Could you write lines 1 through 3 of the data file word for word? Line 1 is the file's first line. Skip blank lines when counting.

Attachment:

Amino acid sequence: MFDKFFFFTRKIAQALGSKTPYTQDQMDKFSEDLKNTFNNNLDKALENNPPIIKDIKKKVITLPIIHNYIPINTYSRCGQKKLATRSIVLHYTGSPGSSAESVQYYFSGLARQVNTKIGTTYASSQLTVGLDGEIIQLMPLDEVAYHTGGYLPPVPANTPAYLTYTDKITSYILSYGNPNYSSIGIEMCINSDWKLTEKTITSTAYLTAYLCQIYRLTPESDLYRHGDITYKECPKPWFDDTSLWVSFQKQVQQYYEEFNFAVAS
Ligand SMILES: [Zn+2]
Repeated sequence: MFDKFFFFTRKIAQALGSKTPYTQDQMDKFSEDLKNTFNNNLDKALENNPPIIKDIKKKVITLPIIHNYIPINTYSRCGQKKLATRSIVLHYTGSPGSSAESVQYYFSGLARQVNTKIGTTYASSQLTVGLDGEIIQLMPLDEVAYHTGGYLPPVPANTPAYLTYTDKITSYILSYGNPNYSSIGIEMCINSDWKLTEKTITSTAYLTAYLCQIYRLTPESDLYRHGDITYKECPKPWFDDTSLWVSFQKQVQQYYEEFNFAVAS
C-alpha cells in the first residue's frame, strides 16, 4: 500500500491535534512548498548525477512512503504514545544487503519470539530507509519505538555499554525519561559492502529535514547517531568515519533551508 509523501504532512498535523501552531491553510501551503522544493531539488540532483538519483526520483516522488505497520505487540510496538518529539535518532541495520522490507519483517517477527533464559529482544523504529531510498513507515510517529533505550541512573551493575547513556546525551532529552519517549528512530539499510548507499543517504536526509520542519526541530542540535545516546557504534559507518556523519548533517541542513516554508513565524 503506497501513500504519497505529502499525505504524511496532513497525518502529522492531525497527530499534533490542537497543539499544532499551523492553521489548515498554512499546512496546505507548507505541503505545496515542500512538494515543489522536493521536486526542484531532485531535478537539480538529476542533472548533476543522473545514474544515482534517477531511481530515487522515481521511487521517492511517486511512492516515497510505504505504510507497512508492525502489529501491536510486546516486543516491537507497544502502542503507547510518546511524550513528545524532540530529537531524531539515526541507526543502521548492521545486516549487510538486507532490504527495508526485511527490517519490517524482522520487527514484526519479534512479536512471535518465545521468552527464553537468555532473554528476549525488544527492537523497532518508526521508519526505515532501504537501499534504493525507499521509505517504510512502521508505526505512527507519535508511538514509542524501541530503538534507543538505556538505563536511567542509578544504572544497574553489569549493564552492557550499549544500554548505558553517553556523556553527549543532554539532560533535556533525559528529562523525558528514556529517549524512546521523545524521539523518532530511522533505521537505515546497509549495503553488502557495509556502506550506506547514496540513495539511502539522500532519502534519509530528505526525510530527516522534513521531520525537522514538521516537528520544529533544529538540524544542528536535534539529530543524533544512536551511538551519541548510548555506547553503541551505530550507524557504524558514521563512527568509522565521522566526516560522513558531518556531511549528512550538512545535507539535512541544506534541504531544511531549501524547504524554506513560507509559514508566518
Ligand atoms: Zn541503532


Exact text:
Amino acid sequence: MFDKFFFFTRKIAQALGSKTPYTQDQMDKFSEDLKNTFNNNLDKALENNPPIIKDIKKKVITLPIIHNYIPINTYSRCGQKKLATRSIVLHYTGSPGSSAESVQYYFSGLARQVNTKIGTTYASSQLTVGLDGEIIQLMPLDEVAYHTGGYLPPVPANTPAYLTYTDKITSYILSYGNPNYSSIGIEMCINSDWKLTEKTITSTAYLTAYLCQIYRLTPESDLYRHGDITYKECPKPWFDDTSLWVSFQKQVQQYYEEFNFAVAS
Ligand SMILES: [Zn+2]
Repeated sequence: MFDKFFFFTRKIAQALGSKTPYTQDQMDKFSEDLKNTFNNNLDKALENNPPIIKDIKKKVITLPIIHNYIPINTYSRCGQKKLATRSIVLHYTGSPGSSAESVQYYFSGLARQVNTKIGTTYASSQLTVGLDGEIIQLMPLDEVAYHTGGYLPPVPANTPAYLTYTDKITSYILSYGNPNYSSIGIEMCINSDWKLTEKTITSTAYLTAYLCQIYRLTPESDLYRHGDITYKECPKPWFDDTSLWVSFQKQVQQYYEEFNFAVAS